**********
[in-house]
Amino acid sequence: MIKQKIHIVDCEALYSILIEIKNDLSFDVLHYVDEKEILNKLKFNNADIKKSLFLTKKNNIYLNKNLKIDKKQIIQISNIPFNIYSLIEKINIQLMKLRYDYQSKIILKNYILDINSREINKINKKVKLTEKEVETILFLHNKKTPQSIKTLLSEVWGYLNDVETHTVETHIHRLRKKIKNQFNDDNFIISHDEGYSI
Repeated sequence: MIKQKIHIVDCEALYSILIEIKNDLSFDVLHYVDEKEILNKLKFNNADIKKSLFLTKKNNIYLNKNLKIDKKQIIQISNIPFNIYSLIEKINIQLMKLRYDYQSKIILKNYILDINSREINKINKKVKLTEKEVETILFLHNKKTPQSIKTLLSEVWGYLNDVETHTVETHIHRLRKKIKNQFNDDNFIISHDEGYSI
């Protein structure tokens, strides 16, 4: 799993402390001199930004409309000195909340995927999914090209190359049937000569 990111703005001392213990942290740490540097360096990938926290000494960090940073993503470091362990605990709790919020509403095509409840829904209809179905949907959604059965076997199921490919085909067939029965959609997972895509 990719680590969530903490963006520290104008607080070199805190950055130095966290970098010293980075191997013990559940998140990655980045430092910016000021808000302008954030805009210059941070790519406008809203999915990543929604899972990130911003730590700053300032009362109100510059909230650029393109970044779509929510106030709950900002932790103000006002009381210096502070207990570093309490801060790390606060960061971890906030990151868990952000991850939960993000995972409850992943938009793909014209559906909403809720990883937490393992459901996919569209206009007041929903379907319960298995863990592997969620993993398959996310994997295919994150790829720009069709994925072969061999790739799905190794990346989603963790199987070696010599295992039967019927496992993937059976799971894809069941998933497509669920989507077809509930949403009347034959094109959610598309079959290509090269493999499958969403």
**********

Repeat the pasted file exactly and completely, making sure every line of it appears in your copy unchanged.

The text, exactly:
[in-house]
Amino acid sequence: MIKQKIHIVDCEALYSILIEIKNDLSFDVLHYVDEKEILNKLKFNNADIKKSLFLTKKNNIYLNKNLKIDKKQIIQISNIPFNIYSLIEKINIQLMKLRYDYQSKIILKNYILDINSREINKINKKVKLTEKEVETILFLHNKKTPQSIKTLLSEVWGYLNDVETHTVETHIHRLRKKIKNQFNDDNFIISHDEGYSI
Repeated sequence: MIKQKIHIVDCEALYSILIEIKNDLSFDVLHYVDEKEILNKLKFNNADIKKSLFLTKKNNIYLNKNLKIDKKQIIQISNIPFNIYSLIEKINIQLMKLRYDYQSKIILKNYILDINSREINKINKKVKLTEKEVETILFLHNKKTPQSIKTLLSEVWGYLNDVETHTVETHIHRLRKKIKNQFNDDNFIISHDEGYSI
């Protein structure tokens, strides 16, 4: 799993402390001199930004409309000195909340995927999914090209190359049937000569 990111703005001392213990942290740490540097360096990938926290000494960090940073993503470091362990605990709790919020509403095509409840829904209809179905949907959604059965076997199921490919085909067939029965959609997972895509 990719680590969530903490963006520290104008607080070199805190950055130095966290970098010293980075191997013990559940998140990655980045430092910016000021808000302008954030805009210059941070790519406008809203999915990543929604899972990130911003730590700053300032009362109100510059909230650029393109970044779509929510106030709950900002932790103000006002009381210096502070207990570093309490801060790390606060960061971890906030990151868990952000991850939960993000995972409850992943938009793909014209559906909403809720990883937490393992459901996919569209206009007041929903379907319960298995863990592997969620993993398959996310994997295919994150790829720009069709994925072969061999790739799905190794990346989603963790199987070696010599295992039967019927496992993937059976799971894809069941998933497509669920989507077809509930949403009347034959094109959610598309079959290509090269493999499958969403």